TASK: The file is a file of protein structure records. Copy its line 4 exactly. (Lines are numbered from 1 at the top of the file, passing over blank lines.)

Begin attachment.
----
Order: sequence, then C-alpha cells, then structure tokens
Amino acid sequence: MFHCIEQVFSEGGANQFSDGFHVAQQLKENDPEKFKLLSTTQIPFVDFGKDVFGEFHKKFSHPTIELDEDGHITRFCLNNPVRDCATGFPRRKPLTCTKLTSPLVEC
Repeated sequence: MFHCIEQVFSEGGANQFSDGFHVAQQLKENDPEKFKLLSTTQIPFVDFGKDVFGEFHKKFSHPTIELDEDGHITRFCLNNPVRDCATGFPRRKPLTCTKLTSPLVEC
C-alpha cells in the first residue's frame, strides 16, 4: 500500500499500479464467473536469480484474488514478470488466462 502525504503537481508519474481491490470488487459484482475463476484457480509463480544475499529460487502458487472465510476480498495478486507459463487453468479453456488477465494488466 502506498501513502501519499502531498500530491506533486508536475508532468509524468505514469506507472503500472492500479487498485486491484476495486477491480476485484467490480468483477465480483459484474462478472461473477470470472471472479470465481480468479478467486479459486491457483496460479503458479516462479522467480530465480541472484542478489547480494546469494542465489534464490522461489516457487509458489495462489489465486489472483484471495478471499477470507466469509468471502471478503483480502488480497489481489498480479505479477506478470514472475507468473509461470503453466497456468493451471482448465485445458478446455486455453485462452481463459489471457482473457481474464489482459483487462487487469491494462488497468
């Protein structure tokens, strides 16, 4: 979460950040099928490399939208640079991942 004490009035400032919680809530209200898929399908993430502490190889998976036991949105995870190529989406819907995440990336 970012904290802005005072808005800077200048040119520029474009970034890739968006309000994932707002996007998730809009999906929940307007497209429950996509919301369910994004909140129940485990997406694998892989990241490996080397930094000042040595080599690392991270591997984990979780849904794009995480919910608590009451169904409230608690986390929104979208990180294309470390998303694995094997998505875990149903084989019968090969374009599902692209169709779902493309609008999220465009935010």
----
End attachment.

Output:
C-alpha cells in the first residue's frame, strides 16, 4: 500500500499500479464467473536469480484474488514478470488466462 502525504503537481508519474481491490470488487459484482475463476484457480509463480544475499529460487502458487472465510476480498495478486507459463487453468479453456488477465494488466 502506498501513502501519499502531498500530491506533486508536475508532468509524468505514469506507472503500472492500479487498485486491484476495486477491480476485484467490480468483477465480483459484474462478472461473477470470472471472479470465481480468479478467486479459486491457483496460479503458479516462479522467480530465480541472484542478489547480494546469494542465489534464490522461489516457487509458489495462489489465486489472483484471495478471499477470507466469509468471502471478503483480502488480497489481489498480479505479477506478470514472475507468473509461470503453466497456468493451471482448465485445458478446455486455453485462452481463459489471457482473457481474464489482459483487462487487469491494462488497468